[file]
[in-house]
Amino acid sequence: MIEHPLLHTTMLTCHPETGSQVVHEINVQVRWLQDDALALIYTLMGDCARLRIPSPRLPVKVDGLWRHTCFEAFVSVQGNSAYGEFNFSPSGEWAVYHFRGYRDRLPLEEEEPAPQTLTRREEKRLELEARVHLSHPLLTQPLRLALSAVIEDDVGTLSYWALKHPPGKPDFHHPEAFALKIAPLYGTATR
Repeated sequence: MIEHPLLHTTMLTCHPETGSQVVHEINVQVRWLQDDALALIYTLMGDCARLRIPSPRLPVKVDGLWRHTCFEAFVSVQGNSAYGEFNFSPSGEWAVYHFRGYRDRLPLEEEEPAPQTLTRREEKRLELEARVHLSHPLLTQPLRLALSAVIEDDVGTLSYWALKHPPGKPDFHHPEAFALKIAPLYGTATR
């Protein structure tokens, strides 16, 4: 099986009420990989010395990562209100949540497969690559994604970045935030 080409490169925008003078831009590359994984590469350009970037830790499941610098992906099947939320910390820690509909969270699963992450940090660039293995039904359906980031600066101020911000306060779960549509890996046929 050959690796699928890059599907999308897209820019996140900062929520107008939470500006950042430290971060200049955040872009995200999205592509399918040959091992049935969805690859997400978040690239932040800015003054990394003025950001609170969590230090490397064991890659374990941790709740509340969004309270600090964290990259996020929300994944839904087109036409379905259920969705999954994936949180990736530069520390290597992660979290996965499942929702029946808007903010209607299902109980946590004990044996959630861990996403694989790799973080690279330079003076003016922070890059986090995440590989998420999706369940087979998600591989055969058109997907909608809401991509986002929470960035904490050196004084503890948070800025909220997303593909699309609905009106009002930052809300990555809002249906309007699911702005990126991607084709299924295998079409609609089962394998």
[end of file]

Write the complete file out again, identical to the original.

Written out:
[in-house]
Amino acid sequence: MIEHPLLHTTMLTCHPETGSQVVHEINVQVRWLQDDALALIYTLMGDCARLRIPSPRLPVKVDGLWRHTCFEAFVSVQGNSAYGEFNFSPSGEWAVYHFRGYRDRLPLEEEEPAPQTLTRREEKRLELEARVHLSHPLLTQPLRLALSAVIEDDVGTLSYWALKHPPGKPDFHHPEAFALKIAPLYGTATR
Repeated sequence: MIEHPLLHTTMLTCHPETGSQVVHEINVQVRWLQDDALALIYTLMGDCARLRIPSPRLPVKVDGLWRHTCFEAFVSVQGNSAYGEFNFSPSGEWAVYHFRGYRDRLPLEEEEPAPQTLTRREEKRLELEARVHLSHPLLTQPLRLALSAVIEDDVGTLSYWALKHPPGKPDFHHPEAFALKIAPLYGTATR
């Protein structure tokens, strides 16, 4: 099986009420990989010395990562209100949540497969690559994604970045935030 080409490169925008003078831009590359994984590469350009970037830790499941610098992906099947939320910390820690509909969270699963992450940090660039293995039904359906980031600066101020911000306060779960549509890996046929 050959690796699928890059599907999308897209820019996140900062929520107008939470500006950042430290971060200049955040872009995200999205592509399918040959091992049935969805690859997400978040690239932040800015003054990394003025950001609170969590230090490397064991890659374990941790709740509340969004309270600090964290990259996020929300994944839904087109036409379905259920969705999954994936949180990736530069520390290597992660979290996965499942929702029946808007903010209607299902109980946590004990044996959630861990996403694989790799973080690279330079003076003016922070890059986090995440590989998420999706369940087979998600591989055969058109997907909608809401991509986002929470960035904490050196004084503890948070800025909220997303593909699309609905009106009002930052809300990555809002249906309007699911702005990126991607084709299924295998079409609609089962394998």